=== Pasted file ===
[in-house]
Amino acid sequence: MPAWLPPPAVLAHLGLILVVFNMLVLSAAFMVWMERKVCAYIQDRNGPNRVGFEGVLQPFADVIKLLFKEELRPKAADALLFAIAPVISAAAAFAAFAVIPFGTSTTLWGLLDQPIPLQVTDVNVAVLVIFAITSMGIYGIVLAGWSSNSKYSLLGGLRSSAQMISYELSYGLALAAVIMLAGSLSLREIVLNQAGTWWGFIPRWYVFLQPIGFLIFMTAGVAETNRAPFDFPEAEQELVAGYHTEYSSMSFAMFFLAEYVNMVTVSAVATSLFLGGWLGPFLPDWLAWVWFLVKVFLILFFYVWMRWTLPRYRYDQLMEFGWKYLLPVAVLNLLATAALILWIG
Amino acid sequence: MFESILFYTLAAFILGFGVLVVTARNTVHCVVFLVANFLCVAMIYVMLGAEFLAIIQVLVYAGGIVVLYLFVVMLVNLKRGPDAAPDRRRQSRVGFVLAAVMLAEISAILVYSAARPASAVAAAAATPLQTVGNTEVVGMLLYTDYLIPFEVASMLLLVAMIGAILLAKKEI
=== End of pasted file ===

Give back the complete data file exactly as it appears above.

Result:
[in-house]
Amino acid sequence: MPAWLPPPAVLAHLGLILVVFNMLVLSAAFMVWMERKVCAYIQDRNGPNRVGFEGVLQPFADVIKLLFKEELRPKAADALLFAIAPVISAAAAFAAFAVIPFGTSTTLWGLLDQPIPLQVTDVNVAVLVIFAITSMGIYGIVLAGWSSNSKYSLLGGLRSSAQMISYELSYGLALAAVIMLAGSLSLREIVLNQAGTWWGFIPRWYVFLQPIGFLIFMTAGVAETNRAPFDFPEAEQELVAGYHTEYSSMSFAMFFLAEYVNMVTVSAVATSLFLGGWLGPFLPDWLAWVWFLVKVFLILFFYVWMRWTLPRYRYDQLMEFGWKYLLPVAVLNLLATAALILWIG
Amino acid sequence: MFESILFYTLAAFILGFGVLVVTARNTVHCVVFLVANFLCVAMIYVMLGAEFLAIIQVLVYAGGIVVLYLFVVMLVNLKRGPDAAPDRRRQSRVGFVLAAVMLAEISAILVYSAARPASAVAAAAATPLQTVGNTEVVGMLLYTDYLIPFEVASMLLLVAMIGAILLAKKEI